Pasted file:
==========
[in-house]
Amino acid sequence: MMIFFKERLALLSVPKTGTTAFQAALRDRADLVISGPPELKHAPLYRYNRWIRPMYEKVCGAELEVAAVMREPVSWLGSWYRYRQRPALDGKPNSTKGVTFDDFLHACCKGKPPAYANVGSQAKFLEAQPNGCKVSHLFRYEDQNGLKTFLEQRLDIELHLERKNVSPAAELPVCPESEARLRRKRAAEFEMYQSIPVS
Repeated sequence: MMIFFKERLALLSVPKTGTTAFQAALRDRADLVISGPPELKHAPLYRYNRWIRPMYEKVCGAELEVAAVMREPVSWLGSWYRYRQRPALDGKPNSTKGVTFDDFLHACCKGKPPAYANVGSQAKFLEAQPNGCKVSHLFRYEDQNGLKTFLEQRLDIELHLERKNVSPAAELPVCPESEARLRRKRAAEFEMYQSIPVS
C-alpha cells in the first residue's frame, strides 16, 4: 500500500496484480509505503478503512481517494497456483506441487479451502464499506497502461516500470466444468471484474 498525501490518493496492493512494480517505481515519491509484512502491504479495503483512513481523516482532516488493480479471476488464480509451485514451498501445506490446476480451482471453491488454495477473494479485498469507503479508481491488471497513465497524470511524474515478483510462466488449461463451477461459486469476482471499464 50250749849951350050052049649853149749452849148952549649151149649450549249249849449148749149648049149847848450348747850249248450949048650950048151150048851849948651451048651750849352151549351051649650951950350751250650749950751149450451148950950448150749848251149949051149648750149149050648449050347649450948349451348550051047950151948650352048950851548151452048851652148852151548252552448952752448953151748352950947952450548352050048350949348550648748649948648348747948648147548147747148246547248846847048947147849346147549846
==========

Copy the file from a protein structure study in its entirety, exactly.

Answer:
[in-house]
Amino acid sequence: MMIFFKERLALLSVPKTGTTAFQAALRDRADLVISGPPELKHAPLYRYNRWIRPMYEKVCGAELEVAAVMREPVSWLGSWYRYRQRPALDGKPNSTKGVTFDDFLHACCKGKPPAYANVGSQAKFLEAQPNGCKVSHLFRYEDQNGLKTFLEQRLDIELHLERKNVSPAAELPVCPESEARLRRKRAAEFEMYQSIPVS
Repeated sequence: MMIFFKERLALLSVPKTGTTAFQAALRDRADLVISGPPELKHAPLYRYNRWIRPMYEKVCGAELEVAAVMREPVSWLGSWYRYRQRPALDGKPNSTKGVTFDDFLHACCKGKPPAYANVGSQAKFLEAQPNGCKVSHLFRYEDQNGLKTFLEQRLDIELHLERKNVSPAAELPVCPESEARLRRKRAAEFEMYQSIPVS
C-alpha cells in the first residue's frame, strides 16, 4: 500500500496484480509505503478503512481517494497456483506441487479451502464499506497502461516500470466444468471484474 498525501490518493496492493512494480517505481515519491509484512502491504479495503483512513481523516482532516488493480479471476488464480509451485514451498501445506490446476480451482471453491488454495477473494479485498469507503479508481491488471497513465497524470511524474515478483510462466488449461463451477461459486469476482471499464 50250749849951350050052049649853149749452849148952549649151149649450549249249849449148749149648049149847848450348747850249248450949048650950048151150048851849948651451048651750849352151549351051649650951950350751250650749950751149450451148950950448150749848251149949051149648750149149050648449050347649450948349451348550051047950151948650352048950851548151452048851652148852151548252552448952752448953151748352950947952450548352050048350949348550648748649948648348747948648147548147747148246547248846847048947147849346147549846